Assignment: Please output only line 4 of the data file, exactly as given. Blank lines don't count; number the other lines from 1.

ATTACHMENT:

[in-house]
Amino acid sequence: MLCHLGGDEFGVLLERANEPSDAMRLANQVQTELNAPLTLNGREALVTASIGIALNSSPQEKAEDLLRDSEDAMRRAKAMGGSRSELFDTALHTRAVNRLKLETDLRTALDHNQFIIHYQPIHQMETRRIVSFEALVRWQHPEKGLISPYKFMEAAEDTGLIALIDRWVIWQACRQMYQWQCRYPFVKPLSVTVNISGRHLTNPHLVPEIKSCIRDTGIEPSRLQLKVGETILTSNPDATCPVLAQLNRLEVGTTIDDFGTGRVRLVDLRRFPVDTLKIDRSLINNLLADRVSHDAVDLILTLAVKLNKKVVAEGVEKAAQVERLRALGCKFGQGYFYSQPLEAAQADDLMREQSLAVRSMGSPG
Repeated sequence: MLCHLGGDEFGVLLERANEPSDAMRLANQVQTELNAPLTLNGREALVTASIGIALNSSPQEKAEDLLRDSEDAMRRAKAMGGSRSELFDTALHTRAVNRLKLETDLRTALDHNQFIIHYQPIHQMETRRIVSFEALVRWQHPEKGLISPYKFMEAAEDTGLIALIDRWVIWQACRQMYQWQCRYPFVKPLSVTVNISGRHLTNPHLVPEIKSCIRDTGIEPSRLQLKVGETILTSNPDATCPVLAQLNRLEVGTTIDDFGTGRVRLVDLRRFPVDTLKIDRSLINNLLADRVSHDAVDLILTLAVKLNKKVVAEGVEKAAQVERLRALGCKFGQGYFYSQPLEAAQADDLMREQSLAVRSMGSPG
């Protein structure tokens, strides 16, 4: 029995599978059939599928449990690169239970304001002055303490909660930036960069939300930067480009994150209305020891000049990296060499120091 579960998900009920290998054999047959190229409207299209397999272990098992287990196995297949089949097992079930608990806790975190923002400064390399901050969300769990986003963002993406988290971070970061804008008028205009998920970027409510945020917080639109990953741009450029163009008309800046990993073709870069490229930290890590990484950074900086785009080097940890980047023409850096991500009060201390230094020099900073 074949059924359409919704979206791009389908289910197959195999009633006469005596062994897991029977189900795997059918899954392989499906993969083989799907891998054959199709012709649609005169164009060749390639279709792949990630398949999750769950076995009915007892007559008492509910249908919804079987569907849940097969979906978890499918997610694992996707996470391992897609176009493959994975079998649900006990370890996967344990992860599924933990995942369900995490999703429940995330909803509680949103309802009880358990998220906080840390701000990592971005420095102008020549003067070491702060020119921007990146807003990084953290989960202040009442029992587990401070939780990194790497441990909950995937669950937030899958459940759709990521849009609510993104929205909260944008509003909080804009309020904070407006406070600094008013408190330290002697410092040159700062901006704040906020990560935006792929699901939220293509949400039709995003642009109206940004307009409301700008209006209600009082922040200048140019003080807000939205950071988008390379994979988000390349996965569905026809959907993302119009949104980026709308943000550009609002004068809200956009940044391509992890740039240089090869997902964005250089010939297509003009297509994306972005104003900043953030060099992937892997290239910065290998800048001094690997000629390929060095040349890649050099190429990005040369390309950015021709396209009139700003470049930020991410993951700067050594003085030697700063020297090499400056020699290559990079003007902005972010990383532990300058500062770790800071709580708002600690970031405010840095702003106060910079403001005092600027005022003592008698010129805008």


């Protein structure tokens, strides 16, 4: 029995599978059939599928449990690169239970304001002055303490909660930036960069939300930067480009994150209305020891000049990296060499120091 579960998900009920290998054999047959190229409207299209397999272990098992287990196995297949089949097992079930608990806790975190923002400064390399901050969300769990986003963002993406988290971070970061804008008028205009998920970027409510945020917080639109990953741009450029163009008309800046990993073709870069490229930290890590990484950074900086785009080097940890980047023409850096991500009060201390230094020099900073 074949059924359409919704979206791009389908289910197959195999009633006469005596062994897991029977189900795997059918899954392989499906993969083989799907891998054959199709012709649609005169164009060749390639279709792949990630398949999750769950076995009915007892007559008492509910249908919804079987569907849940097969979906978890499918997610694992996707996470391992897609176009493959994975079998649900006990370890996967344990992860599924933990995942369900995490999703429940995330909803509680949103309802009880358990998220906080840390701000990592971005420095102008020549003067070491702060020119921007990146807003990084953290989960202040009442029992587990401070939780990194790497441990909950995937669950937030899958459940759709990521849009609510993104929205909260944008509003909080804009309020904070407006406070600094008013408190330290002697410092040159700062901006704040906020990560935006792929699901939220293509949400039709995003642009109206940004307009409301700008209006209600009082922040200048140019003080807000939205950071988008390379994979988000390349996965569905026809959907993302119009949104980026709308943000550009609002004068809200956009940044391509992890740039240089090869997902964005250089010939297509003009297509994306972005104003900043953030060099992937892997290239910065290998800048001094690997000629390929060095040349890649050099190429990005040369390309950015021709396209009139700003470049930020991410993951700067050594003085030697700063020297090499400056020699290559990079003007902005972010990383532990300058500062770790800071709580708002600690970031405010840095702003106060910079403001005092600027005022003592008698010129805008």